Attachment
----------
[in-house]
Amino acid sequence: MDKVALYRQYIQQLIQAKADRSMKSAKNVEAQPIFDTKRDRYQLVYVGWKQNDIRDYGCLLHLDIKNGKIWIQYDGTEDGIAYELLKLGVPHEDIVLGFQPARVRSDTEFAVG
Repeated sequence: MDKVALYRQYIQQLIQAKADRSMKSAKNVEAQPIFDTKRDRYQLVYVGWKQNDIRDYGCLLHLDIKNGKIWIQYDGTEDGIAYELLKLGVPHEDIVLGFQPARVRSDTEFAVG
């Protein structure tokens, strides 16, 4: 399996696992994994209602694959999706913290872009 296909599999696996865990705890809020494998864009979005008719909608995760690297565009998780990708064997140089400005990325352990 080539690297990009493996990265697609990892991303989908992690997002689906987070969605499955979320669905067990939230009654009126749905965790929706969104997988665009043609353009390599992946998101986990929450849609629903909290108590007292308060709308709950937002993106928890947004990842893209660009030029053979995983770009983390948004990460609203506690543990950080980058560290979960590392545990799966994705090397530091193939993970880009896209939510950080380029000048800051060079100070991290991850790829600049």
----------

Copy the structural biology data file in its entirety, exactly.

[in-house]
Amino acid sequence: MDKVALYRQYIQQLIQAKADRSMKSAKNVEAQPIFDTKRDRYQLVYVGWKQNDIRDYGCLLHLDIKNGKIWIQYDGTEDGIAYELLKLGVPHEDIVLGFQPARVRSDTEFAVG
Repeated sequence: MDKVALYRQYIQQLIQAKADRSMKSAKNVEAQPIFDTKRDRYQLVYVGWKQNDIRDYGCLLHLDIKNGKIWIQYDGTEDGIAYELLKLGVPHEDIVLGFQPARVRSDTEFAVG
């Protein structure tokens, strides 16, 4: 399996696992994994209602694959999706913290872009 296909599999696996865990705890809020494998864009979005008719909608995760690297565009998780990708064997140089400005990325352990 080539690297990009493996990265697609990892991303989908992690997002689906987070969605499955979320669905067990939230009654009126749905965790929706969104997988665009043609353009390599992946998101986990929450849609629903909290108590007292308060709308709950937002993106928890947004990842893209660009030029053979995983770009983390948004990460609203506690543990950080980058560290979960590392545990799966994705090397530091193939993970880009896209939510950080380029000048800051060079100070991290991850790829600049």